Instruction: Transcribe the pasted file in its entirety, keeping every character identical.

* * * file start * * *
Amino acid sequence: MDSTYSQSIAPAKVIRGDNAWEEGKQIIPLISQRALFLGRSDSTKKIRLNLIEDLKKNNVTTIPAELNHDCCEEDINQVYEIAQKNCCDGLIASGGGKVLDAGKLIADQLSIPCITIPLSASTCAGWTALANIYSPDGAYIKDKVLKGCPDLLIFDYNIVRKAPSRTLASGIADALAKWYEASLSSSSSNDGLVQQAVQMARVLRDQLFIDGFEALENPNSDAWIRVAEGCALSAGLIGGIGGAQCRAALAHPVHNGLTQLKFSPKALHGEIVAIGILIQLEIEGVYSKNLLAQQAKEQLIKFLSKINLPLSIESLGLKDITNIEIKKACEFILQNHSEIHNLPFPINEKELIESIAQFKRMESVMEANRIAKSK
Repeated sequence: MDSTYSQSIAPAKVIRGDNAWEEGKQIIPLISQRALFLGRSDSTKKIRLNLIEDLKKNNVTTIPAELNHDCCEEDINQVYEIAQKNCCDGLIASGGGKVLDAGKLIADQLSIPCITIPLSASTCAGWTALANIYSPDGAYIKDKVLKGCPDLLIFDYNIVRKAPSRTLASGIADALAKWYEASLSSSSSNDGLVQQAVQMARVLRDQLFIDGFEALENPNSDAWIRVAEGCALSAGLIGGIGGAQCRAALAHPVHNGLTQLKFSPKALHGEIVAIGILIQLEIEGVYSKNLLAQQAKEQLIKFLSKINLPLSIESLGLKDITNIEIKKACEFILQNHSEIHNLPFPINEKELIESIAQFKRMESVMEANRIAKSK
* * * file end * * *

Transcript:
Amino acid sequence: MDSTYSQSIAPAKVIRGDNAWEEGKQIIPLISQRALFLGRSDSTKKIRLNLIEDLKKNNVTTIPAELNHDCCEEDINQVYEIAQKNCCDGLIASGGGKVLDAGKLIADQLSIPCITIPLSASTCAGWTALANIYSPDGAYIKDKVLKGCPDLLIFDYNIVRKAPSRTLASGIADALAKWYEASLSSSSSNDGLVQQAVQMARVLRDQLFIDGFEALENPNSDAWIRVAEGCALSAGLIGGIGGAQCRAALAHPVHNGLTQLKFSPKALHGEIVAIGILIQLEIEGVYSKNLLAQQAKEQLIKFLSKINLPLSIESLGLKDITNIEIKKACEFILQNHSEIHNLPFPINEKELIESIAQFKRMESVMEANRIAKSK
Repeated sequence: MDSTYSQSIAPAKVIRGDNAWEEGKQIIPLISQRALFLGRSDSTKKIRLNLIEDLKKNNVTTIPAELNHDCCEEDINQVYEIAQKNCCDGLIASGGGKVLDAGKLIADQLSIPCITIPLSASTCAGWTALANIYSPDGAYIKDKVLKGCPDLLIFDYNIVRKAPSRTLASGIADALAKWYEASLSSSSSNDGLVQQAVQMARVLRDQLFIDGFEALENPNSDAWIRVAEGCALSAGLIGGIGGAQCRAALAHPVHNGLTQLKFSPKALHGEIVAIGILIQLEIEGVYSKNLLAQQAKEQLIKFLSKINLPLSIESLGLKDITNIEIKKACEFILQNHSEIHNLPFPINEKELIESIAQFKRMESVMEANRIAKSK